Summary: God has purposed us from the very beginning.
“In him was life, and that life was the light of men. (John 3: 4).
We’ve been talking about God’s plan and purpose for the universe and His plan and purpose for you and me as individuals. We discussed how God has purposed us from the very beginning. He knew us before we were ever born and knew exactly when we would be here.
There was something else God purposed from the beginning; that the Light of the world should, at a specific moment in time, come to this earth and live among men and die on their behalf.
This Light was with God in the very beginning when He spoke the universe into existence. As a matter of fact, the Apostle John called this Light the Word; as if it were the Light itself that spoke things into existence. John said that the Word was present at the beginning when all things were made and that there wasn’t anything made that the Word didn’t participate in.
Jesus is the one John called the Word and the Light. Jesus is called a lot of things in John’s book. He’s called “The lamb of God, who takes away the sin of the world.” He’s also called God’s “one and only son.”
When you’re watching football on TV, do you ever see some guy holding a cardboard sign that says, JOHN 3:16? Holding a cardboard sign with JOHN 3:16 painted on it at a football game may sound a little wacky, but that guy was doing it for a reason. He’s trying, in his way, to tell people that God sent his “one and only son” to save the world.
Here’s John 3:16. “For God so loved the world that he gave his one and only Son, that whoever believes in him shall not perish but have eternal life.”
That’s God’s plan for all man, including you and me; that we have eternal life. God has a unique purpose for each of us, something He wants us to do. But without this first part of God’s plan we can’t fulfill any of the rest of His purpose for us.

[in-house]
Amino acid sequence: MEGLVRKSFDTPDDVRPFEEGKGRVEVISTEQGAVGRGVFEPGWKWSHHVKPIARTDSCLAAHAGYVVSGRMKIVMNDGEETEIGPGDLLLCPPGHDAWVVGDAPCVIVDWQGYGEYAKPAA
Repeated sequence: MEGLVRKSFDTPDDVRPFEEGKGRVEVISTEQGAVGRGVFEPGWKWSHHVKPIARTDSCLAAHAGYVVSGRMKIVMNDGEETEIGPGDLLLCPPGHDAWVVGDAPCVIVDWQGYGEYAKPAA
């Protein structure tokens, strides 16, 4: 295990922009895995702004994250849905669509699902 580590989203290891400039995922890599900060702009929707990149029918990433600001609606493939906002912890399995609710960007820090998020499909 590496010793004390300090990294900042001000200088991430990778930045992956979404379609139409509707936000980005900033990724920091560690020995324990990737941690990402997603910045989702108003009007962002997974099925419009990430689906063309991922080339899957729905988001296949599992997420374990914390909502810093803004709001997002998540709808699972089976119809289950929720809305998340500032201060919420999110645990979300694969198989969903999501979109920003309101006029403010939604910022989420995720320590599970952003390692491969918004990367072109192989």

The term “born again” has been used so much that it has become a part of the common language. People refer to Christians as born-agains, most times in a derogatory sense. It has become a tag by which the world identifies practicing Christians. We have even made a distinction between “Christians” and “born-again Christians.”
A lot of folks, if asked, “Are you a Christian?” would say, “Sure I’m a Christian. I go to church, I’m an American, I give to the Red Cross and just last year I spent a weekend helping build a house with Habitat for Humanity.”
But if those same folks were asked, “Are you a born-again Christian?” They would start a nervous back-pedal.
Being born-again smacks of religious fanaticism. Born-agains seem to be different from everyone else, a little out there; not quite accepted by polite society.
They might ask, “Is this whole born-again thing really necessary? I believe in God, I mean I believe He’s up there somewhere, looking down on us occasionally. I go to church … well, I don’t go that much, but I belong to one. I try to do good things and help people. You know - leave the world a little bit better than I found it. I vote Republican. Isn’t that enough? I mean how much can really be expected of me? I don’t really know why I shouldn’t go to Heaven; I’m doing all the right things, right?”